Tea With Chris: A Greater Don Cherry

Tea With Chris is a roundup of recommended links, posted every Friday. Here are a few of our favourite things from the Internet this week:

Carl: Amid Toronto’s gnashing of teeth over the remarks of the similarly named hockey-comment goon as part of our new mayor’s invocation, I mean inauguration, this week, it seems useful to remember that there is a greater Don Cherry whose name will outlast that of the self-proclaimed “pitbull.” Here he is with James Blood Ulmer (guitar) and Rashied Ali (drums) – I’m not sure of the year.

Whatever you think of what WikiLeaks has done, the idea of rendering individual “cables” as comic strips is hard to resist:

And finally, The Pee-wee Herman Show‘s recent Broadway debut is a reminder that one of the most blessed trajectories for the avant-garde may be to end up as children’s entertainment. In that spirit, here is the Paper Rad art collective’s cartoon show, The Problem Solverz, which apparently is coming to the Comedy Network next year:

Margaux: This coming Saturday, Toronto’s Art Metropole (that specializes in artist multiples and reproductions) kicks off their GIFTS BY ARTISTS sale. I think Cecilia Berkovic may be a gift-wrapping performer on the Saturday but I’m not sure.

On the following Thursday (Dec 16th), Double Double Land hosts the MARK CONNERY FUNDRAZER SILENT AUCTION FUN. It’s a benefit auction for Mark Connery, who recently lost many of his things in an unfortunate house fire. There will be lots of good art up for good prices including work from Shary Boyle, Jay Isaac, Damien Hurst, The White House, me, Marc Bell, Olia Mishchenko, FASTWÜRMS and many others (including some Mark Connery smoke-damaged originals).

Chris: Tens of thousands of students converged on London to protest the British coalition government’s tripling of tutition fees this week. Dan Hancox recorded what they were listening to, from Vybz Kartel to Nicki Minaj. He also links to an account of the day by fellow music writer Alex Macpherson, which describes the psychological punishment meted out by that “kettling” tactic police forces love: “This was not containment of violent protesters…It seemed more to be motivated by traditional aims of kettling that are rarely stated: to demoralise protesters so much that they are dissuaded from taking part again, and to exhaust them physically so that they go home quietly (not that there was any need for the latter by this stage of the night). While queueing to leave Parliament Square, a woman next to me jokingly told a police officer that if they let us go, she would promise that this would be her last demonstration. The officer replied, ‘That’s the point.'”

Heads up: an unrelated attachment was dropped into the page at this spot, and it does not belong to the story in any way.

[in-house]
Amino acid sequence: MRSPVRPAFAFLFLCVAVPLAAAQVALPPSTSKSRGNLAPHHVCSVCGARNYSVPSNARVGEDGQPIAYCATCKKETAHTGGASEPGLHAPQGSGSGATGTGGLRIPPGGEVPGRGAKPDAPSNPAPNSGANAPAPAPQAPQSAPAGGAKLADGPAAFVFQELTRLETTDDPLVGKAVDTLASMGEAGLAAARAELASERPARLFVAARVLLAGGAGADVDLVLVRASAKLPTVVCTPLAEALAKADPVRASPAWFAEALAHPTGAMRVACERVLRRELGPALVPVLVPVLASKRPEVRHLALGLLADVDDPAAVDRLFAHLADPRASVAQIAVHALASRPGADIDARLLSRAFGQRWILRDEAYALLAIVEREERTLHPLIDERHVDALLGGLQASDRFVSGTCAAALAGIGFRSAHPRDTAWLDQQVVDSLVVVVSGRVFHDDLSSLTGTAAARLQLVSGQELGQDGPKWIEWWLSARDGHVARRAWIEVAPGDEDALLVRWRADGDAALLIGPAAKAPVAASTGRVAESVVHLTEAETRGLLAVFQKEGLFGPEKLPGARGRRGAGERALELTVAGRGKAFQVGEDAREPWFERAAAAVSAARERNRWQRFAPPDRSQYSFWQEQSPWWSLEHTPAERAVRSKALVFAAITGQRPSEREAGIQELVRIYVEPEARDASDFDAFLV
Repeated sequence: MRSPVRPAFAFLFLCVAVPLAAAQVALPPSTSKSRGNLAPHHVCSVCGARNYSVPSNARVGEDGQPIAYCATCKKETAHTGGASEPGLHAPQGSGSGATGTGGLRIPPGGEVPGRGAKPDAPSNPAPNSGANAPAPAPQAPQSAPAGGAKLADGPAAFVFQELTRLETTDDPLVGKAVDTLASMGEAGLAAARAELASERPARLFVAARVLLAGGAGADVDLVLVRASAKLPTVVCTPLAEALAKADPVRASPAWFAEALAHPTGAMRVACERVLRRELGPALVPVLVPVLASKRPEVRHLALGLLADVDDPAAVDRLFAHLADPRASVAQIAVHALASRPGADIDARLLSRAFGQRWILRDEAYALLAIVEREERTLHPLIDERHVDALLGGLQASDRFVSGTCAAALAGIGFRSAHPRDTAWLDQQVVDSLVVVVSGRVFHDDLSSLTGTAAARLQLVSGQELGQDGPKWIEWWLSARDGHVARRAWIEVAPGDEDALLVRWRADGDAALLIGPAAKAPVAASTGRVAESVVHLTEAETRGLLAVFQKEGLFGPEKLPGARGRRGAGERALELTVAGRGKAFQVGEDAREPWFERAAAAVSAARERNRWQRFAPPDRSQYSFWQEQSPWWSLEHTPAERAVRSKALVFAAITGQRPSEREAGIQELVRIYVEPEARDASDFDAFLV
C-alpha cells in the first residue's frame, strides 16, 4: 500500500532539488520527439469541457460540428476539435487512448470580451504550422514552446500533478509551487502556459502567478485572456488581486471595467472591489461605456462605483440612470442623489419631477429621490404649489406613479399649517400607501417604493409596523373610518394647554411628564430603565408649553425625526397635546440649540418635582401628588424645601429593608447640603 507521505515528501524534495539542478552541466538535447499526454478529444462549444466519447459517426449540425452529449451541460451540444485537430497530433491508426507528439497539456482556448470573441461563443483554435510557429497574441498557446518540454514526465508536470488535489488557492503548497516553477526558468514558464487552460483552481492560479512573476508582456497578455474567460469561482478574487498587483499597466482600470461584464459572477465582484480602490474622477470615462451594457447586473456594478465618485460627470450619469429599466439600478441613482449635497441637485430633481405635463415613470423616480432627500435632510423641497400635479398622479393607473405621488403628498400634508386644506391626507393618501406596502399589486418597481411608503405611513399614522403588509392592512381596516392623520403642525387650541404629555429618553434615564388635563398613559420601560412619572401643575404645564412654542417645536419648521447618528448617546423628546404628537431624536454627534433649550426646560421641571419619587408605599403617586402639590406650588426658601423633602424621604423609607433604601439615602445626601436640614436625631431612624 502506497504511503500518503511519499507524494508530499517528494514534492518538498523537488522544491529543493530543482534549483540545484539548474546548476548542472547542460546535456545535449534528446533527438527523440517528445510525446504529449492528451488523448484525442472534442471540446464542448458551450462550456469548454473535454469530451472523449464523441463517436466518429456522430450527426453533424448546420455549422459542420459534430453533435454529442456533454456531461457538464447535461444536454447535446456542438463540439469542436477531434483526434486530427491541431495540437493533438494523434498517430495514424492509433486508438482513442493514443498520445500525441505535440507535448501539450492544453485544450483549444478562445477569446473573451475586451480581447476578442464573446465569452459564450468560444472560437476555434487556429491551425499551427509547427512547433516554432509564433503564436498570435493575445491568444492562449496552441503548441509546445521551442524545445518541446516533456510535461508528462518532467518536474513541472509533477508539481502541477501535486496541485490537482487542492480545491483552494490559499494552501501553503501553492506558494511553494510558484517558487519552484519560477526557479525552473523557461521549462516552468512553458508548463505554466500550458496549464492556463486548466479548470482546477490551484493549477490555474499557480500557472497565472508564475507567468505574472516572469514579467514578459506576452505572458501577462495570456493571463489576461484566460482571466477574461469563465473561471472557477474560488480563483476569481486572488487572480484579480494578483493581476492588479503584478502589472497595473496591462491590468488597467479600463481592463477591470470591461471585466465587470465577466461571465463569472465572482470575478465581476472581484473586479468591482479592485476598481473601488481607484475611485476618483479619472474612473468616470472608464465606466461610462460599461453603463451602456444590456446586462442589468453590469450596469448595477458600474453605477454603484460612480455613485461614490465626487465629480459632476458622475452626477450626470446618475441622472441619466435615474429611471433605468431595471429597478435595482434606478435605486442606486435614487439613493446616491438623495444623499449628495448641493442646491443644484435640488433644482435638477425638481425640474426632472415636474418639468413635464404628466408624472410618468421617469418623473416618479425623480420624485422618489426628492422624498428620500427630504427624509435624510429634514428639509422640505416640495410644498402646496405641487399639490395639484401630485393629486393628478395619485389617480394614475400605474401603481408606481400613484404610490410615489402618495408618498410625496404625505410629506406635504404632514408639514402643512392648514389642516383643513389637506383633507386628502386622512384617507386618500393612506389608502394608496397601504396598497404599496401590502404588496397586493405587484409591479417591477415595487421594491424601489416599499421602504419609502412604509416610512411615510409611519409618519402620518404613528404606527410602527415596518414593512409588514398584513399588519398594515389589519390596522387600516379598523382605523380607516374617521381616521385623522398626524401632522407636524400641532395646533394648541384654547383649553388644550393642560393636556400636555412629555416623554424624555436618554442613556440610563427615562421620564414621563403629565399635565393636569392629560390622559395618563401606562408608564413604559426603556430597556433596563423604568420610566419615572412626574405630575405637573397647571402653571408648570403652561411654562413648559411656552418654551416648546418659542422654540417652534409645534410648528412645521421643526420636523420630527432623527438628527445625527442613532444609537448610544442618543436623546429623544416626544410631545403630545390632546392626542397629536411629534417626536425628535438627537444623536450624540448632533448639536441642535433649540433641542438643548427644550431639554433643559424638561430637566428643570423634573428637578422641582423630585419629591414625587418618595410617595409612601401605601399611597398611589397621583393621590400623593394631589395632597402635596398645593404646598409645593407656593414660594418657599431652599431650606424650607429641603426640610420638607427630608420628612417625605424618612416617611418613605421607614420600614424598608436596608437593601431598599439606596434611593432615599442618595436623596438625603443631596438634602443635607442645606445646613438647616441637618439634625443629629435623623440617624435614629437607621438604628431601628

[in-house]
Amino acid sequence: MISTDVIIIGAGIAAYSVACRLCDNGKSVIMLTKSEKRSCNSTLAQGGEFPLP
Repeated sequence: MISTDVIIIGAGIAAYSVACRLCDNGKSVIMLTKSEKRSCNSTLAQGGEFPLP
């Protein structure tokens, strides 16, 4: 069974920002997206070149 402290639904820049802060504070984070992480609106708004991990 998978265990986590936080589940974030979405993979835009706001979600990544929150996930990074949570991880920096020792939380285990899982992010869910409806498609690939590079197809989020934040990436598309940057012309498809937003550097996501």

It seems all too familiar in Toronto, where we now know that an endless kettle during last summer’s G20 summit was accompanied by random beatings. (For added surrealism, one harmless victim has the legal name Mr. Nobody.) And what does our new mayor think about the largest mass arrest in Canadian history? “Personally, if you didn’t want to be down there, then you shouldn’t have been down there.” “The police were too nice.”

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